by Nicholas Roerich
New York: Nicholas Roerich Museum, 2018.
$6 (ebook) $12 (paperback) $19 (hardcover)
Nicholas Roerich. Great Spirit of the Himalayas. 1934.
The fate of this book is unusual, and the book has followed a somewhat long and winding path to publication. After Nicholas Roerich compiled Heroica in 1946, he sent it off to an Indian publishing house. But the economic difficulties following the Second World War, coupled with Roerich’s passing in 1947, halted its immediate publication. After many decades, the manuscript was discovered in our archive, and we are pleased and honored to be able to publish it at long last. Readers and followers of Roerich’s prodigious output of written texts can now enjoy a new book in the series, Nicholas Roerich: Collected Writings.
You may wonder if it is still relevant after all these years. Roerich wrote the essays in this book during the 1930s and 40s, an era that now seems far removed from our own. Yet his perspective focuses on the universal and his messages resonate today just as powerfully as they did when he first wrote them. His most fundamental message, one that weaves its way throughout all of his work, both on the page and on the canvas, is this: that culture—its celebration and preservation—is the basis for creating a better future for all mankind.
Without exaggeration, the treasures of culture are the stronghold of a nation. The entire upbuilding—all enlightenment, all spiritual inspiration, all happiness and salvation—will be born upon the foundation of cultural treasures.—Nicholas Roerich
Among the many ideas Roerich discusses in this book are: the power of beauty and wisdom, the importance of respecting all living beings, and the need for creating art with limitless potential. Roerich remains ever hopeful, which speaks to the strength of his convictions despite the uncertainty and conflict of this time. Here, he proves himself to be a thought leader in the philosophy of culture and its place in our society.
As his work continues to resonate with people from all over the world, we hope that this book will find its way on to the shelves and libraries of readers who care about art, culture and their fate in future generations.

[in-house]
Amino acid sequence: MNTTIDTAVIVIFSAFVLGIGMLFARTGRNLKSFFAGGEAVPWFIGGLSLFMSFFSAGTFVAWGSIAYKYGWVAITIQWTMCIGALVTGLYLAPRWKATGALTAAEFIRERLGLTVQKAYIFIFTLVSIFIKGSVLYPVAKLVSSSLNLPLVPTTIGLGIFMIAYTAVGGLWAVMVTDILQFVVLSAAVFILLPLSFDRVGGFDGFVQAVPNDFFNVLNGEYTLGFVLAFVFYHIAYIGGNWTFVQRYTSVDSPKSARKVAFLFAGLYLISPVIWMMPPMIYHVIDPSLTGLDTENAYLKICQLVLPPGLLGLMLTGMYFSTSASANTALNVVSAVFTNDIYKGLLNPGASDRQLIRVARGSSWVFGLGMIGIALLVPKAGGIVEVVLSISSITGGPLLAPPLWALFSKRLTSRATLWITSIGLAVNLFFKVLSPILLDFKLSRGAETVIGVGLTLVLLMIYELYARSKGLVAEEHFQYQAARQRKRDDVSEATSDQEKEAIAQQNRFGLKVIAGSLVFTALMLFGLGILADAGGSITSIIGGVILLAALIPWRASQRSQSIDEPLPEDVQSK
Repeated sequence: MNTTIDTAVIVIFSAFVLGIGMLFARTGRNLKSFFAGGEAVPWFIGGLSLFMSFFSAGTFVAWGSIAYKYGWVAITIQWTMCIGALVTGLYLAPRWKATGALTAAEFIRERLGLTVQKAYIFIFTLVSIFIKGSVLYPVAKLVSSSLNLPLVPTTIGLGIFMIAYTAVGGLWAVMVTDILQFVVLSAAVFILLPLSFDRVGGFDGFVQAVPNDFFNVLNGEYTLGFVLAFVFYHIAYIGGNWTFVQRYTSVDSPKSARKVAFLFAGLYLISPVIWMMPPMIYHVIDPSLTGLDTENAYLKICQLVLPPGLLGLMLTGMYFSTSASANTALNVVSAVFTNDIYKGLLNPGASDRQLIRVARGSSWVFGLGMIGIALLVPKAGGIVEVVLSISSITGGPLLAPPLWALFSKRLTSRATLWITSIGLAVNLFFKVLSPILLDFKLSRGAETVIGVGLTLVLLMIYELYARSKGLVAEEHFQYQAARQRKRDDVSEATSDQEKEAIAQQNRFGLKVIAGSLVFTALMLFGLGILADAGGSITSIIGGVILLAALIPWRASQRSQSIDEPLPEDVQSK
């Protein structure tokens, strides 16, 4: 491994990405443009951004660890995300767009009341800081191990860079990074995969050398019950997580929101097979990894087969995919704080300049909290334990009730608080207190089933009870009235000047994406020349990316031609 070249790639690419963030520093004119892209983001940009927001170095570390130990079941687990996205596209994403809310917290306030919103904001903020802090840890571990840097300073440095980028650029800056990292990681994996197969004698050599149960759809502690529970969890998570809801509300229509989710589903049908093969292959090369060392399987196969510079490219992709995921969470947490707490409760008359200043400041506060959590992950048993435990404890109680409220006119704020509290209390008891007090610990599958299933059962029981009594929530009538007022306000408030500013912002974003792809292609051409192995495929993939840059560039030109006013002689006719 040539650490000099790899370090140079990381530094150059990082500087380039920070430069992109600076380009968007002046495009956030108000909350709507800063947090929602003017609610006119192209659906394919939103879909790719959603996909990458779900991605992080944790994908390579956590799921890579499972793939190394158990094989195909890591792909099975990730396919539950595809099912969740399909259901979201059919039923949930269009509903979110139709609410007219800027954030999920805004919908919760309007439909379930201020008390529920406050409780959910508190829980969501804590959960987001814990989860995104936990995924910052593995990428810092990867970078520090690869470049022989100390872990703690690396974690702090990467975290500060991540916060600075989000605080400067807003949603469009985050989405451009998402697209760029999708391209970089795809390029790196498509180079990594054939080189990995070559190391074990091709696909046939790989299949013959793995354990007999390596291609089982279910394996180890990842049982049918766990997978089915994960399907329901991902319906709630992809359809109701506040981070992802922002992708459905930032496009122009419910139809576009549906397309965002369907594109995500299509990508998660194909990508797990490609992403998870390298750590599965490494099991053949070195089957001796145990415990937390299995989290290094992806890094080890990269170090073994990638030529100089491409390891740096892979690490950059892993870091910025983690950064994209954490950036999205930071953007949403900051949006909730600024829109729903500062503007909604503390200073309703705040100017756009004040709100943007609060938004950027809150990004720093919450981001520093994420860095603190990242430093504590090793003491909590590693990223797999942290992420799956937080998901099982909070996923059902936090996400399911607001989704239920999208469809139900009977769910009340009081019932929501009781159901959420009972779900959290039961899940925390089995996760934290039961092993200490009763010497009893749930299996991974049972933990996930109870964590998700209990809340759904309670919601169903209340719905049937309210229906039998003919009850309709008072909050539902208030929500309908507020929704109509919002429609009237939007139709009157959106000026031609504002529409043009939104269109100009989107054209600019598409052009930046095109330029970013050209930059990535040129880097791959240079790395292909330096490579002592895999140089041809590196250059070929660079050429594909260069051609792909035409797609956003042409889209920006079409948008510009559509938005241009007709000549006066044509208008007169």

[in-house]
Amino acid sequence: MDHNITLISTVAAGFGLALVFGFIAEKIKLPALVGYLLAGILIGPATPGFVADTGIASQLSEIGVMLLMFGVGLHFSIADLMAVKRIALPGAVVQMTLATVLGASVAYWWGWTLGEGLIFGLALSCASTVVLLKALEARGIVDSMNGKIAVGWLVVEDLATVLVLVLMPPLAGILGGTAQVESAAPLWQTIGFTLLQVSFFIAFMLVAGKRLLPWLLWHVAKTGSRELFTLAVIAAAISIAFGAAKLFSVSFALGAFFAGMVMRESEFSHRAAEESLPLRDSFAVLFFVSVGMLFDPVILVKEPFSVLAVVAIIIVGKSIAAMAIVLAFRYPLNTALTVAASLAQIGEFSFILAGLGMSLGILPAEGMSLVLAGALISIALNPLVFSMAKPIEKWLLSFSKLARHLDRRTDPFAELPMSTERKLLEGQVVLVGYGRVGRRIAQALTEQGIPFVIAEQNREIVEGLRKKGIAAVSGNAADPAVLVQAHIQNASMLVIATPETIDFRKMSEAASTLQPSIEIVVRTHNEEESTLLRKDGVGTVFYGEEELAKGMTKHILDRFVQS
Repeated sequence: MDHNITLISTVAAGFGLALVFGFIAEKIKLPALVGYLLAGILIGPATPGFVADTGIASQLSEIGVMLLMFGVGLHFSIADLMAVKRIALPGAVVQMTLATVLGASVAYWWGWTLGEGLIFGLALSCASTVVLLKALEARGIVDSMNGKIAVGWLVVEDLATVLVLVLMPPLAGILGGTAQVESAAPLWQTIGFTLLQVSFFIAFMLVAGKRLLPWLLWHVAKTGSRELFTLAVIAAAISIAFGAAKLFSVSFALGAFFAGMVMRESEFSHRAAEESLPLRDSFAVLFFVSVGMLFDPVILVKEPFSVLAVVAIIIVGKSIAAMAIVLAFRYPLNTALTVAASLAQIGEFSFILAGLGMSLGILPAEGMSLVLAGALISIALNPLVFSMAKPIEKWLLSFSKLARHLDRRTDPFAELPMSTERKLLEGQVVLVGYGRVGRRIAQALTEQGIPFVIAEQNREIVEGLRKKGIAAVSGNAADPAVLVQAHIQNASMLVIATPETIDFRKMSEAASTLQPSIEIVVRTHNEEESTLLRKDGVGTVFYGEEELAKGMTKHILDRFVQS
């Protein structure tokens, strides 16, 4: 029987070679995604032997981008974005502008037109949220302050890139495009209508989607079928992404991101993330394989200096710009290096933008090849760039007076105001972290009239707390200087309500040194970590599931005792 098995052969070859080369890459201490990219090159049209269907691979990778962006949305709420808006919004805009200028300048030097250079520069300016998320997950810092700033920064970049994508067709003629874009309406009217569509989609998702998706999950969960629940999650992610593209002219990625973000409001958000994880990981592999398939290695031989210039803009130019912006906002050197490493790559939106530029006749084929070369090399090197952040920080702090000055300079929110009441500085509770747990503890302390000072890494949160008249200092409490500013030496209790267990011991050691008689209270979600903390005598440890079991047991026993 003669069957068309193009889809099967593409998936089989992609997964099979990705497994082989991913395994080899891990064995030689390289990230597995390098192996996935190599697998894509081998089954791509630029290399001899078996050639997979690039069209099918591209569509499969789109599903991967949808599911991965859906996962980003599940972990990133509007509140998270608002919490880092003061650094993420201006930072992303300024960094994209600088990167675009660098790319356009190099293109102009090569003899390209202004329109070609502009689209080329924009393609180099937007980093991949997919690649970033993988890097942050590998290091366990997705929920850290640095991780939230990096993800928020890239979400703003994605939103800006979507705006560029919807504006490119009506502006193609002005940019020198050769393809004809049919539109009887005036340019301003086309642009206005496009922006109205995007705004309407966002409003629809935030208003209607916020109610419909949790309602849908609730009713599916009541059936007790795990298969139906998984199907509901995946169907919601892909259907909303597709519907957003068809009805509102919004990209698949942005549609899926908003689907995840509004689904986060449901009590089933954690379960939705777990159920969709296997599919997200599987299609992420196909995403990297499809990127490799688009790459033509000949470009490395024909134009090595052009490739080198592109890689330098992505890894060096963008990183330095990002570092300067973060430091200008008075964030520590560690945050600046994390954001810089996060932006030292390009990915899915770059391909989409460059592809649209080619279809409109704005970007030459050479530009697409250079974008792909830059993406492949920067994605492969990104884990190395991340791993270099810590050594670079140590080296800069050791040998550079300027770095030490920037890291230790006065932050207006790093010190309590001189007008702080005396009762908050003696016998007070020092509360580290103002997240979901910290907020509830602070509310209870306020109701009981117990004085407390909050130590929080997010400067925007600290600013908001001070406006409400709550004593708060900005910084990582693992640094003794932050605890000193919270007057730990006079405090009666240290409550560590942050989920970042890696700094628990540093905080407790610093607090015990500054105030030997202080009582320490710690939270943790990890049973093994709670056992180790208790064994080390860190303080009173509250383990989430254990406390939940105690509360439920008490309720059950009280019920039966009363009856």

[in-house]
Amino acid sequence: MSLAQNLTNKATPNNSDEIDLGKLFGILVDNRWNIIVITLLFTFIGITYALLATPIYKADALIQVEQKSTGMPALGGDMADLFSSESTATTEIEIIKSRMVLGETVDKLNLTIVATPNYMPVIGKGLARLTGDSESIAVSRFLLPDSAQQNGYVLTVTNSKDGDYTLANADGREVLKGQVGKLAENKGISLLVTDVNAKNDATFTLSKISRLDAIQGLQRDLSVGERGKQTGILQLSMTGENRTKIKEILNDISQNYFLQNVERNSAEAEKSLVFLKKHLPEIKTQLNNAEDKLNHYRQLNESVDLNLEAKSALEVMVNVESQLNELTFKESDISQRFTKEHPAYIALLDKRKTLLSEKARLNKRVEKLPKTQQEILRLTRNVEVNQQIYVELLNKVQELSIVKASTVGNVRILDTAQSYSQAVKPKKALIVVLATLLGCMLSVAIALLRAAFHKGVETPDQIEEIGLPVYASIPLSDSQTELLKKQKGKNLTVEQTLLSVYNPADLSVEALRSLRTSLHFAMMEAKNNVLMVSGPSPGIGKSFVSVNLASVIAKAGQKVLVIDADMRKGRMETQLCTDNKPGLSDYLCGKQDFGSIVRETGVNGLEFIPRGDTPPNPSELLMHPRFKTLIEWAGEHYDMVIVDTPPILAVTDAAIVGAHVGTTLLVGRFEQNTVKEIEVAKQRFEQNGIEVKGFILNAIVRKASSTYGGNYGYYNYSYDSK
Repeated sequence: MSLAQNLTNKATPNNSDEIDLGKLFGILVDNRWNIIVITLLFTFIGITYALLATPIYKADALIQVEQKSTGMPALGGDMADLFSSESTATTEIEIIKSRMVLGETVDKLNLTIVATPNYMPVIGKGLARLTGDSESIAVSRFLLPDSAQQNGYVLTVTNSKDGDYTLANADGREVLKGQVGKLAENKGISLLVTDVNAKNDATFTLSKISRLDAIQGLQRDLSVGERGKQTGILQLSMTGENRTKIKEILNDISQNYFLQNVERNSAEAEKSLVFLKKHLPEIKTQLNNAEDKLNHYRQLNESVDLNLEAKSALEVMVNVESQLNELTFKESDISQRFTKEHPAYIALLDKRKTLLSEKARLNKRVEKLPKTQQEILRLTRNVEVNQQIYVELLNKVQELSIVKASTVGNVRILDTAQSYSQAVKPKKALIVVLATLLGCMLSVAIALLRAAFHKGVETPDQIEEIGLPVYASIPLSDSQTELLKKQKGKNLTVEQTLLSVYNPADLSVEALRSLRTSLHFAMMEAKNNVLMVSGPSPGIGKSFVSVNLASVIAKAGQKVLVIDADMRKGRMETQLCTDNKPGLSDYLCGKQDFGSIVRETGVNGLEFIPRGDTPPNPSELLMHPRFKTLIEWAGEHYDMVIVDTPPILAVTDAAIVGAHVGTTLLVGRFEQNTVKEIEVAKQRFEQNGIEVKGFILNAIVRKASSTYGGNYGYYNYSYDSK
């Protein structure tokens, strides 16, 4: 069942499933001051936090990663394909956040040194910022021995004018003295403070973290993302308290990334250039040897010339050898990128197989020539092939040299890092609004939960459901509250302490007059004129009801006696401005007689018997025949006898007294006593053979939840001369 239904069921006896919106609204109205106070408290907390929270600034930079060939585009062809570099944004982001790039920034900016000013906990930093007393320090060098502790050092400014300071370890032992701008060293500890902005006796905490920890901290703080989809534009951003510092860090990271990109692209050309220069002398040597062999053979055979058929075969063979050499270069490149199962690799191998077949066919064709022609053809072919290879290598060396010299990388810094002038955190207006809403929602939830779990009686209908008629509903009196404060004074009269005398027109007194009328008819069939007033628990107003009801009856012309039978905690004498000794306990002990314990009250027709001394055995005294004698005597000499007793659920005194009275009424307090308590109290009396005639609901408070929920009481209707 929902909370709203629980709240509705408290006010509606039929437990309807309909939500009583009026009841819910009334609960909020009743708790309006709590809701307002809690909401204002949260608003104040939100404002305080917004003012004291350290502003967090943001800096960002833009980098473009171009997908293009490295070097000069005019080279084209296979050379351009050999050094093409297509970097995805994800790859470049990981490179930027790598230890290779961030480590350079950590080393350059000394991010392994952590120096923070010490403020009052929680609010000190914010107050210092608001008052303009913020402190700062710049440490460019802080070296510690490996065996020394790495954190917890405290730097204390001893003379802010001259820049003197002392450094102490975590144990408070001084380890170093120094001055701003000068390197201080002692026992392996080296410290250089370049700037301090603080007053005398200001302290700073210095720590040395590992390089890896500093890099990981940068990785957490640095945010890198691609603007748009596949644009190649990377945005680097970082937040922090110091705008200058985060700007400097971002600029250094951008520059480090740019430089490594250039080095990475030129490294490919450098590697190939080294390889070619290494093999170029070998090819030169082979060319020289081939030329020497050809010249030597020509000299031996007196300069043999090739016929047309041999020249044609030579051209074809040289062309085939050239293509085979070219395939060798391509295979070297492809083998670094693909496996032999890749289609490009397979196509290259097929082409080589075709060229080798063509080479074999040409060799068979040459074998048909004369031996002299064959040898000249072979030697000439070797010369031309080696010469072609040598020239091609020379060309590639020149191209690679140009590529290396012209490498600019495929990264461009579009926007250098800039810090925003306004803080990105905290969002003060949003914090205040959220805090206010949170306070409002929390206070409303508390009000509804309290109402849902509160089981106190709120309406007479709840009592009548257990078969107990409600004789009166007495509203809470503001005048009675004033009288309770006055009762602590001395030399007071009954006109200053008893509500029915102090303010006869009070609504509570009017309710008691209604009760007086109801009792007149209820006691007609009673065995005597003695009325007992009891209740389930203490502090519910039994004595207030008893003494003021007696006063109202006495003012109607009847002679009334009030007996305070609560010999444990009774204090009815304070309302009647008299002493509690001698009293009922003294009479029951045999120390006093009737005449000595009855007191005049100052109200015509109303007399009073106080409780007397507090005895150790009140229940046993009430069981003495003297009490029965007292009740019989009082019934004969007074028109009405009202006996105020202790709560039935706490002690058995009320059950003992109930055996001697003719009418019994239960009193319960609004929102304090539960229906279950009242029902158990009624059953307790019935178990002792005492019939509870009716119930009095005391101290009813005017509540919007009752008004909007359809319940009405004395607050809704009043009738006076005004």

We would like to thank all those who helped in the preparation of this book, and without whom its publication would not have been possible. Our special thanks go to White Mountain Education Association, particularly to Joleen Dianne DuBois and Kathryn Agrell, who worked so assiduously on editing the texts.
“The sun set. Forest murmurs began. The crowns of old oaks appeared as monstrous silhouettes. The gigantic pines turned red. Flowers glimmered like horrible eyes. The ravines became pitch black and the boulders protruded like huge skulls. Look, what a terrible face the forest shows!
“The crane hurried into the meadow and gabbled: “Beware, beware!” and disappeared behind the trees.
And above, in the foliage, the raven croaked: “Finis! Finis!”
The thrush above screamed: “Terrible! Terrible!”
The oriole whistled: “Oh, you poor fellow!”
From the top of the tree appeared a starling that took pity: “A good lad is lost. Pity. Pity.”
And the woodpecker persisted: “Let him, let him!”
The magpie gossiped as if in the bazaar: “Let us rush to tell them. Let us rush to tell them!”
And even the peaceful bullfinch squeaked: “It is bad, very bad!”
“How many fears! From the earth, from the trees, from the sky—whistling, crackling, and hissing. It seemed as if all the snakes rose from the grass—no help, no escape! And on the path there was standing the bear himself. What else, if not a bear, could that black spot be? And these flashing lights are not fireflies but also something horrible.